The organic certified label is not meant to trick you into buying a more expensive product nor is it a gimmick for soccer moms to feel better about themselves. This label was meant to meet a basic requirement for what can be considered an ethical choice. Is it abused sometimes? Yes. Is it the best choice all the time? No.

You can count on organic labeling to provide you with the following:
  • A product free from artificial colors and artificial flavors
  • A product free of unnatural preservatives
  • A product free from high fructose corn syrup
  • A non-GMO product
  •  Produced without synthetic pesticides and chemical fertilizers
  • If it is a meat or dairy product that the animal had some access to pasture
I try to adhere to the dirty dozen and clean fifteen list of produce to know when to buy organic and when conventional will do just fine.

When in doubt, choose organic, but the more educated you are you will be able to determine which is a better product whether or not it has been certified as organic.

Keep in mind that just because something is not certified as organic it does not mean that it isn't following organic standards or higher: It is very costly to become certified organic and maintain that certification, many small companies cannot afford or do not wish to go through this process.

Step 5: Know your farmer

Local, in season produce is the most nutritious and often the most affordable. Grass fed beef, pork and free range chicken is not only the best tasting, it is also more nutritious than grain fed livestock.

This step is by far the most ambitious step: taking the initiative to reach out and ask questions to the farmers in your area and making time to shop at the farmers market will seem exotic at first, but empowering and nostalgic in no time.

Most local farmers will not be certified organic, this does not mean they do not produce what you would consider an organic product, it simply means they have not gone through the certification process.

Here are a few questions you can ask your local farmer to learn more about what kind of produce, meat or dairy product they are offering:
  • If you want produce that is free from pesticides ask if they use 'spray' in the crops and also have them specify if anything was applied to the surface of the fruit/vegetable. Let the farmer know you are looking for something that is completely pesticide-free.  
  • If you are looking for 'free range' or 'grass fed' meat or dairy products, ask the farmer how much of the diet of the animal is grass and how much is supplemented as grain. A grass fed or free range animal will have the majority of their diet consist of pasture. Hogs and chickens do require some grain as a supplement, but should be given daily access to grassland or pasture.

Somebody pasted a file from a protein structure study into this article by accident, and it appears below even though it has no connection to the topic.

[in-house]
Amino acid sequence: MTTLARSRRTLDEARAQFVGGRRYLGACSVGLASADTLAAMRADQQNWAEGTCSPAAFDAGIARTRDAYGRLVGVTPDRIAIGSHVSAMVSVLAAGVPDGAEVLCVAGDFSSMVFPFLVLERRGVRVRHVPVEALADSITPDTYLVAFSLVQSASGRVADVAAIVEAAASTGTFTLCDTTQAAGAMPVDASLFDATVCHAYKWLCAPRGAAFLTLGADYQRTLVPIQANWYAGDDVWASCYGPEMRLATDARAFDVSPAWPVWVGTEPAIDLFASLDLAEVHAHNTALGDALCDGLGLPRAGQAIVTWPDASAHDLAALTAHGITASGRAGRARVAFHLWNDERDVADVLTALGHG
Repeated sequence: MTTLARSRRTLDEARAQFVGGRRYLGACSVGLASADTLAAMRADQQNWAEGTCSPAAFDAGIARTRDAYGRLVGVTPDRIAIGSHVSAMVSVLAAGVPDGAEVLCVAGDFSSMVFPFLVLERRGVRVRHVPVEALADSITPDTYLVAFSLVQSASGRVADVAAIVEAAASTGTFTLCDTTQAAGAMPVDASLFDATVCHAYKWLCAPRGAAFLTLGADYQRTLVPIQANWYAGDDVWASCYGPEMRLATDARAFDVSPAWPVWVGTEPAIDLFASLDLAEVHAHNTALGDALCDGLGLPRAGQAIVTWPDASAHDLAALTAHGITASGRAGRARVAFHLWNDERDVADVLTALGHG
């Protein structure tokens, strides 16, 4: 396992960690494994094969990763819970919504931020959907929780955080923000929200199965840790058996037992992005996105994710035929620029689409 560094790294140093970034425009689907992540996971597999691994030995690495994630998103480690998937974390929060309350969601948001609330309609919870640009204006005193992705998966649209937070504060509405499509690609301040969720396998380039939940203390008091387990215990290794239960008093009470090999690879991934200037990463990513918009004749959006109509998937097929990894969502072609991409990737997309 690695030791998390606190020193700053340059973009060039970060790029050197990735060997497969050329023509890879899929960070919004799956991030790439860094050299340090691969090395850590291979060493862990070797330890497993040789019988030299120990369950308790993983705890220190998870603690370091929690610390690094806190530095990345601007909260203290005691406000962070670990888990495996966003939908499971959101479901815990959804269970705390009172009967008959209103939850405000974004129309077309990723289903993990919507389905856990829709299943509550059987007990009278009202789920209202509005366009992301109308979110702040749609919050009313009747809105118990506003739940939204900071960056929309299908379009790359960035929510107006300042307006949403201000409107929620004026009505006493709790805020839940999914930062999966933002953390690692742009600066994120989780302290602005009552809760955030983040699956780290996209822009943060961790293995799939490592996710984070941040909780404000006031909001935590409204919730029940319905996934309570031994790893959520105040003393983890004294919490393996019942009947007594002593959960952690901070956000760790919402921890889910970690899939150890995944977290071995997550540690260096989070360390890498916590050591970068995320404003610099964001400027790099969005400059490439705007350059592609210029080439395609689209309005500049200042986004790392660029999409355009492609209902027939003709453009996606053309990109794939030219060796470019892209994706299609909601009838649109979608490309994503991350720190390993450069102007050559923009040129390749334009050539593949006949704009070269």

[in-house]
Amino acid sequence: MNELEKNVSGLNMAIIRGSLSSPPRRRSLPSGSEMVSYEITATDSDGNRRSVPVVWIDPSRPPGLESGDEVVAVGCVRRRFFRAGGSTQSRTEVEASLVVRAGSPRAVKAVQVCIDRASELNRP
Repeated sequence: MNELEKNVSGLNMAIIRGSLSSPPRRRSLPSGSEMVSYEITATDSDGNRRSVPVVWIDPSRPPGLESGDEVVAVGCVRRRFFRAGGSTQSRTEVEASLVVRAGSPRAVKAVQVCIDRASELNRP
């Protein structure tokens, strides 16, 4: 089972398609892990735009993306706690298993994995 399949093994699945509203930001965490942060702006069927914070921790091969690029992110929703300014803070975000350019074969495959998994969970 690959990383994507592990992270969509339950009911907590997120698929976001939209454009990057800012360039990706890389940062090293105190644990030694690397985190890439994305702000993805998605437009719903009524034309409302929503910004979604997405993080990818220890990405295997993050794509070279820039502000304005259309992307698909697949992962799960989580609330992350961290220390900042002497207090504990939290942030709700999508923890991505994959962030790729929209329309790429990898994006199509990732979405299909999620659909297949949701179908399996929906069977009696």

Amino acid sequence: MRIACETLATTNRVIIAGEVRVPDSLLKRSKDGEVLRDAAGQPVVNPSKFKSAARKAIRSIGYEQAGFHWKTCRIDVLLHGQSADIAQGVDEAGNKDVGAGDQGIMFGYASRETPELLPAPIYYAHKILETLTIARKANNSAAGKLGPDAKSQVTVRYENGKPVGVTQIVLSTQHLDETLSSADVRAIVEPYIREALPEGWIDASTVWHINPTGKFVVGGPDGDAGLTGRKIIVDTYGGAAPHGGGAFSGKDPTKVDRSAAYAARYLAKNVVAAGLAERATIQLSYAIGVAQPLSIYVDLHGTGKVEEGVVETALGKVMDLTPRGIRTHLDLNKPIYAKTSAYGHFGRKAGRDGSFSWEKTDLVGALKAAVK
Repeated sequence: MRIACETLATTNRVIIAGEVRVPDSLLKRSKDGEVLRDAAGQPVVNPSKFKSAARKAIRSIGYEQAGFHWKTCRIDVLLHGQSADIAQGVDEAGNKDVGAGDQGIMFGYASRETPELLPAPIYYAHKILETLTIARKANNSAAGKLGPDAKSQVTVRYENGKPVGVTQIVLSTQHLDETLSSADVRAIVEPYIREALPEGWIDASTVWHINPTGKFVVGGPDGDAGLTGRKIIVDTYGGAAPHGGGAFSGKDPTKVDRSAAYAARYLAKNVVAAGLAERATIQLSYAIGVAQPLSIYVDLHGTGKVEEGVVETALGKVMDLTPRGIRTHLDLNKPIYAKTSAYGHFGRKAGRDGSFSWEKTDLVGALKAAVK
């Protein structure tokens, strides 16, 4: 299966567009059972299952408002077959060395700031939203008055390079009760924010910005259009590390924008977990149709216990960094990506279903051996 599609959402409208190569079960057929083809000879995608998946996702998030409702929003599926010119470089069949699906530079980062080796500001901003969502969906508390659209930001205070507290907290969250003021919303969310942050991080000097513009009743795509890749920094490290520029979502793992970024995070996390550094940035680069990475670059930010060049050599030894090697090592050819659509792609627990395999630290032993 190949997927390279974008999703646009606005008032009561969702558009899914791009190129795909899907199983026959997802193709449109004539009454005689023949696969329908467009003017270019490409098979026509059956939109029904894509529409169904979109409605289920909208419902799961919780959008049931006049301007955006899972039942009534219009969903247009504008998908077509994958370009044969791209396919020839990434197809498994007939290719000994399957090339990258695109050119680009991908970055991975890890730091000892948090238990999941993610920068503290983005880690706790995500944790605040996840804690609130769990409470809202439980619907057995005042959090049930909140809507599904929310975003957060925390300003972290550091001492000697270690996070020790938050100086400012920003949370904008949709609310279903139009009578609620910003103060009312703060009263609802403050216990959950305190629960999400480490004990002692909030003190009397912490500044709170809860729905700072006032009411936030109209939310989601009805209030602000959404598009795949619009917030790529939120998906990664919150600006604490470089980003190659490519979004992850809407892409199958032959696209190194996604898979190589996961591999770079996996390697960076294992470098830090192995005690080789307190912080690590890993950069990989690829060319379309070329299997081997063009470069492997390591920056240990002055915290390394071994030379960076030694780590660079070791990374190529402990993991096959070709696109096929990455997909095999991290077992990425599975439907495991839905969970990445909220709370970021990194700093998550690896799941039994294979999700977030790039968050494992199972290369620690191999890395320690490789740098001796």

• Most farmers at a market reserve antibiotics for animals that are truly sick and not used as a tool for growth. Have the farmer explain his/her method for when antibiotics are used on their farm. 
  • Understanding the terms Heirloom & Heritage:  "Heirloom and heritage refer to traditional varieties of plants and animals that have been developed by farmers over years of cultivation and breeding.  These varieties, passed down through generations, have unique colors, textures, and flavors that may not be found in factory-farmed products.  Frequently, both heirloom vegetables and heritage breeds of animals are not considered fit for mass production because they produce smaller yields and are more delicate."
    Information provided by: The City of Ann Arbor, a2gov.org, Glossary of Market Termshttp://www.a2gov.org/GOVERNMENT/COMMUNITYSERVICES/PARKSANDRECREATION/FARMERSMARKET/Pages/glossary.aspx  

 Step 6: The Colorful Plate

If your plate is always brown, tan and white, you're not getting enough nutrients.

Try to plan your meals to include a wide variety of foods for a balanced diet; the more colorful your plate, the more nutrients you will be taking in. Shoot for the rainbow here people.

If you are having pork loin for dinner make sure you balance the portion size out with some bright orange steamed carrots, a green salad with shredded purple cabbage and creamed cauliflower with garlic on the side.

Eating healthy is not always about counting calories and scanning nutrition labels for fat content. Once you establish a healthy relationship with food and a complete understanding of what you're taking in, your body will settle into its own natural weight and you can feel comfortable in your own skin.



1 comments:

TDB said...

Ever feel like a blog post was written specifically for you?